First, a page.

LOVE OF PROGRESS
Today, the Charela Inn boasts 59 rooms, up from 10, including family units and rooms for the differently-abled. Upgrades have recently been completed on the junior suites, a placement that’s almost kismet, as they are located on the existing structure of the property where it all began.
Charela Inn’s matriarch, Sylvie, passed away in 2018, but her influence at the property is still strong. “My wife was a great cook and a really hard, strong worker. So, that’s how we [wound] up here. That’s how we wind up to be where we are today. And it’s still her influence around the place; it’s still her,” said Grizzle, who takes a deep breath before adding, “The hotel still reflects part of what she is or what she was.”
Charela Inn has solidified its place on Negril’s famed seven-mile beach and in the hearts of guests, many of whom often return to what feels like less of a hotel and more like an extended family. What makes Charela Inn different? “We try to make it [that] as soon as you walk on the property, you don’t have to guess which country you are in. You’re in Jamaica,” said Grizzle. That makes protecting the indelible coast a high priority for the property. Charela Inn is big on protecting the environment, still maintaining its line of demarcation with the coastline, following the rule that “you should not build closer than 150 feet from the sea”. “Those old-time people, they know the movement of the sea, and they know there are times when the sea comes all the way up,” said Grizzle. In lieu of sun umbrellas, coconut trees dot the coastline and provide natural shade and libations for guests, a fact Grizzle is proud of. The tourism stalwart has given years of service to the industry, and on August 6, he was inducted into the Order of Distinction for his contributions.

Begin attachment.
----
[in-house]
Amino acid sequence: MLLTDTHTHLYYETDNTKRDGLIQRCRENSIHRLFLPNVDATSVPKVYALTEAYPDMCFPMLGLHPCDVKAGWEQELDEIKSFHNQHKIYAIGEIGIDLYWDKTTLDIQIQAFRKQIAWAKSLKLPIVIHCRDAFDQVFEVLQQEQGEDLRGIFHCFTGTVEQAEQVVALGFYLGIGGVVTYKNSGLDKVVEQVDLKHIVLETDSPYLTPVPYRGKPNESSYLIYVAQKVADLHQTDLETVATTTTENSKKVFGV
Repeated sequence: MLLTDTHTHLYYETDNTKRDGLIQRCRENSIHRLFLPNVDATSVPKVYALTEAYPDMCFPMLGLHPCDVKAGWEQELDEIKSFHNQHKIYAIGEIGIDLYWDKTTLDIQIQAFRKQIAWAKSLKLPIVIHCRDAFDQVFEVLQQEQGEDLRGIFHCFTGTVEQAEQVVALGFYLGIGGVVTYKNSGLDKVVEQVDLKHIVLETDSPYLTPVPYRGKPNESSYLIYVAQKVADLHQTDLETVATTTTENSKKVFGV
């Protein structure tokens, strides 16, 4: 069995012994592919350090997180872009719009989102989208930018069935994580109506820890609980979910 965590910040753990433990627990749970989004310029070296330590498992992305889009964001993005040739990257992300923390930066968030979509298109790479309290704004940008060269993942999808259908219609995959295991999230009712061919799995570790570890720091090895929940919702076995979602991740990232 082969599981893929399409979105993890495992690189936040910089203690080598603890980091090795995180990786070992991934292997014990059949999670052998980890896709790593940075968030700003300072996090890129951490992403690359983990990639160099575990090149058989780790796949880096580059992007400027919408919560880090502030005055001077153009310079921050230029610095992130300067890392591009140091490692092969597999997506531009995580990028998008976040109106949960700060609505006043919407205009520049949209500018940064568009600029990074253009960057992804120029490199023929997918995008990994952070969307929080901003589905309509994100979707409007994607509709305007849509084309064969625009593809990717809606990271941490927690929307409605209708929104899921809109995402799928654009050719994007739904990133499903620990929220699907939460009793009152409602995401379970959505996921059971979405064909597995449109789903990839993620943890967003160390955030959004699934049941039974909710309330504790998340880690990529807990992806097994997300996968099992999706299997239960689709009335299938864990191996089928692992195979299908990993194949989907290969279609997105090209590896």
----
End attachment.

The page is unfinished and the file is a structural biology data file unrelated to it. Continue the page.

So, what does the future of Charela Inn look like? They aren’t ready to pop the Pol Roger, the famous French champagne Winston Churchill and the British Royal family fancy, just yet. “At 78, I can’t talk much about the future, can I? You better ask Sophie,” said Grizzle, referring us to his daughter who sits close beside him.
“Well, it’s very difficult,” says Sophie Grizzle Roumel, “because my parents had it lucky because I ended up in the same business as them, and they felt that there was some continuity. I have two sons, and Charmaine has a daughter; we’re still hoping that one of them will be interested in the business. All three of them are very capable.”
LOVE OF A LIFETIME
Asked if there is one thing he wishes for, Grizzle’s answer was simple. It’s that his wife, Sylvie, was here to see it all. “My only really big regret is that she (Sylvie) had to leave, just when we’ve got it all together, the finished product. She didn’t get to enjoy it as long as I have,” he said.
Intent on preserving her memory, he is creating a scholarship in her name. “We’re launching a scholarship for $1 million within a few weeks to help small kids. She was always very passionate about little kids [being] able to go to school and function, and so we’re launching a scholarship in her name.” It will serve Negril All-Age, Sheffield and Mount Airy, with plans to expand to other schools.
Charela Inn is located on Norman Manley Boulevard in Negril. For more information, call 876-957-4648 or visit www.charelainn.com or @charelainn on Instagram.